Airports are also to use IoT to deal with the COVID-19 crisis. One example is London City Airport, is developing an interconnected sensor network and data hub to track and understand passenger flow and behavior in the airport. The project enables them to measure passenger journeys (via a sensor/camera network tracked individuals through the airport), track assets (GPS, 3G and Wi-Fi devices) and deliver location-based services to customers.

Other airports - DFW International Airport, for one - use sensors to monitor the number of people in the security queue and extrapolate real-time wait times. This capability is also being used by major grocery stories, such as Kruger. In either case, the data is then streamed to overhead monitors that keep passengers informed and reduce anxiety. This information can also be used by officials watching for time frames when people will be more clustered together – a known factor in the spread of COVID-19.

Miami International Airport is using beacon technology to pinpoint passenger’s location within a terminal. Initially, this was meant to aid passengers via a smartphone app as to the best way to find their departure gate or the closest amenity, like restaurants or restrooms. Of course, this is another technology that could potentially be used to track the coronavirus.

Technology previously used to improve air quality in smart office buildings. In 2018, the EPA reported that Americans were spending 90% of their time in buildings where the concentrations of some pollutants are often two to five times higher than typical outdoor concentrations. The move common pollutants found in office buildings include carbon monoxide, particulate matter, mold, and a variety of organic compounds from products and materials. 

This prototype sensor was developed by professor Massood Tabib-Azar to detect the presence of the Zika virus, but is being converted to detect COVID-19.

It won’t be too long before we have reliable sensors that measure the presence of COVID-19. The University of Utah electrical and computer engineering professor Massood Tabib-Azar recently received a $200,000 National Science Foundation Rapid Response Research (RAPID) grant to develop a portable, reusable coronavirus sensor that people can always carry with them. The sensor, about the size of a quarter, works with a cellphone and can detect COVID-19 in just 60 seconds.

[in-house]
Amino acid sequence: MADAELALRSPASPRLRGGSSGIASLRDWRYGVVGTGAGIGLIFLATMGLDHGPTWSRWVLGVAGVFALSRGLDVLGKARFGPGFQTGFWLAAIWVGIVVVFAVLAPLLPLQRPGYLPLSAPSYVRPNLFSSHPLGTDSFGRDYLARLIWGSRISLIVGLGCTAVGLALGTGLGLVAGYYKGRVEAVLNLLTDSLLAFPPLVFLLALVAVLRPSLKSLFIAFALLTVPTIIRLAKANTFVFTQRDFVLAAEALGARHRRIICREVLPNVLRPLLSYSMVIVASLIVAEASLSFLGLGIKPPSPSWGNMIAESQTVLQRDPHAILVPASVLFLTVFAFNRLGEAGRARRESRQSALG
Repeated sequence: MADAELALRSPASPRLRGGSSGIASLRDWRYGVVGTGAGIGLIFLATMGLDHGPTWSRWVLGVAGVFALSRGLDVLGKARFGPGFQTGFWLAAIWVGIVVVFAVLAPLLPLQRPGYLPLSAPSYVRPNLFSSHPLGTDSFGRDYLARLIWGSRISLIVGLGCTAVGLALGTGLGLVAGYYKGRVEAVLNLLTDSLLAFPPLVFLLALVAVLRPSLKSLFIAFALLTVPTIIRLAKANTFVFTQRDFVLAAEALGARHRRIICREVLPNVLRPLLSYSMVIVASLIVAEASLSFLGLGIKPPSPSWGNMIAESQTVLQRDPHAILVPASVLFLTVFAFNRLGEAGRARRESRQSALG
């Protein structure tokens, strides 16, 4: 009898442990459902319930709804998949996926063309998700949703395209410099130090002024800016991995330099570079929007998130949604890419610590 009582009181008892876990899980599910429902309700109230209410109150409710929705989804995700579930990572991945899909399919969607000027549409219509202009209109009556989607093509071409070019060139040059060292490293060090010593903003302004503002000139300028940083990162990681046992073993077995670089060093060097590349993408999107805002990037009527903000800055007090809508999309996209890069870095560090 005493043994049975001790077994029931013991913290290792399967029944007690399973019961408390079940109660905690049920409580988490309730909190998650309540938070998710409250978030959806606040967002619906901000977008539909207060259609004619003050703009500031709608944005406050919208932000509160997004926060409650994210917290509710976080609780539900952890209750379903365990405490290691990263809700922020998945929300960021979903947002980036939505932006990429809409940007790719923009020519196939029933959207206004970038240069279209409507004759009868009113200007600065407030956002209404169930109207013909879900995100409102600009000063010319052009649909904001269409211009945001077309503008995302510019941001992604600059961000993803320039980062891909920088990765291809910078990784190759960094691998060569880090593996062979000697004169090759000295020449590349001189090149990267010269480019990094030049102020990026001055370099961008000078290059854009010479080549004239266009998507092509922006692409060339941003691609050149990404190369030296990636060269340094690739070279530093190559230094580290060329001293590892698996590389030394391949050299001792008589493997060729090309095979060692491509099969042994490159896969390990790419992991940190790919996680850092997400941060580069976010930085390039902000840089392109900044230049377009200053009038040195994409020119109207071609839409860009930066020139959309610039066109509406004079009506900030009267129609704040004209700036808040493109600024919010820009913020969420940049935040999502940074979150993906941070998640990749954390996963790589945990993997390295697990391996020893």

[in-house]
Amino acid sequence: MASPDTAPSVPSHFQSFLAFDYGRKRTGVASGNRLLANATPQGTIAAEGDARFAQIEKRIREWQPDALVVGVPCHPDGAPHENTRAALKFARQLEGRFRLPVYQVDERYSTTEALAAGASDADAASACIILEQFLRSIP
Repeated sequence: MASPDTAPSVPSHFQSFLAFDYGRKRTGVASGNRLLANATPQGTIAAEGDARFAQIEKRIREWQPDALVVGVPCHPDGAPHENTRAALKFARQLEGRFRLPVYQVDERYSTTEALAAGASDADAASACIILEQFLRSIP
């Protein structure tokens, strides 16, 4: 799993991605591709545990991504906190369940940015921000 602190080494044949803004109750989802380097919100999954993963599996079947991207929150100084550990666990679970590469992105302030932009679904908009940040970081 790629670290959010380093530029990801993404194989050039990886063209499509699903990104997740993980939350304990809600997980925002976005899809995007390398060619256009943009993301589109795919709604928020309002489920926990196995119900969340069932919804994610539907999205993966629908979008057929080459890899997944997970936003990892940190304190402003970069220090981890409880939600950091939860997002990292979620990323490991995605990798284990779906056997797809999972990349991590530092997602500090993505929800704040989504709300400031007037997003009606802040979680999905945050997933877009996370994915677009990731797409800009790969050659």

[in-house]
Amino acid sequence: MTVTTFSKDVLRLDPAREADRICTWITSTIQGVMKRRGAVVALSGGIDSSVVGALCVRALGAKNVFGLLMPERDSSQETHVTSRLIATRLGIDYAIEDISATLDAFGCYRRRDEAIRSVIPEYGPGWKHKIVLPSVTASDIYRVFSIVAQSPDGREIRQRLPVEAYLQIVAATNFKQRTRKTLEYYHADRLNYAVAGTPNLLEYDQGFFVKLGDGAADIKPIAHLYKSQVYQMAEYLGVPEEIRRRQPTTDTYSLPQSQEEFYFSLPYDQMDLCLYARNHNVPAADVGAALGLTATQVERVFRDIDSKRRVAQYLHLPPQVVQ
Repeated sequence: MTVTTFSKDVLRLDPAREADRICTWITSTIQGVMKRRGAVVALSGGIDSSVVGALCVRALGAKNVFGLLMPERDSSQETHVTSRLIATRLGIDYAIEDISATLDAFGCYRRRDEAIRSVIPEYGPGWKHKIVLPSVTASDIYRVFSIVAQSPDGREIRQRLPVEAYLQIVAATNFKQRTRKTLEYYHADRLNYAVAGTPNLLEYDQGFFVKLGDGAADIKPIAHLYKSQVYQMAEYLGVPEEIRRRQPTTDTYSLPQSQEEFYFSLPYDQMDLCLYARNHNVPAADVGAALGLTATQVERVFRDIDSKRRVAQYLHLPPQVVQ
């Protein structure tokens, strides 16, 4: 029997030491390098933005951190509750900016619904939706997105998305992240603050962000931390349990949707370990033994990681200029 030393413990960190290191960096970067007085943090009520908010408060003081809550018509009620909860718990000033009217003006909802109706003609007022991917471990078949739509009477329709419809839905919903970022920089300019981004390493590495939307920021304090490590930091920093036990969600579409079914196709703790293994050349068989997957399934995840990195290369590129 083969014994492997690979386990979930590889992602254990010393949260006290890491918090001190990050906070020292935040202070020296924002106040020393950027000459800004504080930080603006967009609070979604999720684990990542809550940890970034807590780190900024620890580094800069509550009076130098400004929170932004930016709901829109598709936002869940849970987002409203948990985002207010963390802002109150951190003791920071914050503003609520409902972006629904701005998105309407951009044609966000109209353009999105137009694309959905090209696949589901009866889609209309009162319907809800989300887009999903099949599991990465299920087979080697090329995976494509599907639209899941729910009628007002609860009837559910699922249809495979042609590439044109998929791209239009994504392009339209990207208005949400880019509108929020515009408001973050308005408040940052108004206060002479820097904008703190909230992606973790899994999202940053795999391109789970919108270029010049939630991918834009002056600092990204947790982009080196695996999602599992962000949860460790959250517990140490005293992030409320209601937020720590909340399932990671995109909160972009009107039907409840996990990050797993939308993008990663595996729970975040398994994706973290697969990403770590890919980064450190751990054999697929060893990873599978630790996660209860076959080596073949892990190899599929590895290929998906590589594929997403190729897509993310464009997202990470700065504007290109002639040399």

According to the university website, the sensor would use single-strand DNA called aptamers in the sensor that would attach to the proteins in the COVID-19 virus molecule if it is present. A person would plug the small sensor into the cellphone’s power jack and launch an app made for the device. To test for the presence of the virus, the user would place a drop of saliva on the sensor, and the results would appear on the phone. It is designed to also test for the virus on the surface of something, like a table or desk, by brushing a swab on the surface and then on the sensor. And it might be able to detect the presence of COVID-19 in floating microscopic particles in the air in enclosed spaces such as an elevator (while the virus is currently considered not airborne, studies are being conducted to determine if minute particles of the virus can hang in floating droplets in the air.)

If such air detection is possible, then systems such as this one might have application on aircraft and in airports, among many other areas.

These are but a few examples of the ways in which existing IoT technology could be used by airlines and airports to mitigates the effects of the coronavirus. Existing IOAT sensor and network systems may have already laid the groundwork to support new sensors in fight against COVID-19.

Image Source: Airlines Use IOT Playbook to Battle COVID-19, Adobe Stock

John Blyler is a Design News senior editor, covering the electronics and advanced manufacturing spaces. With a BS in Engineering Physics and an MS in Electrical Engineering, he has years of hardware-software-network systems experience as an editor and engineer within the advanced manufacturing, IoT and semiconductor industries. John has co-authored books related to system engineering and electronics for IEEE, Wiley, and Elsevier.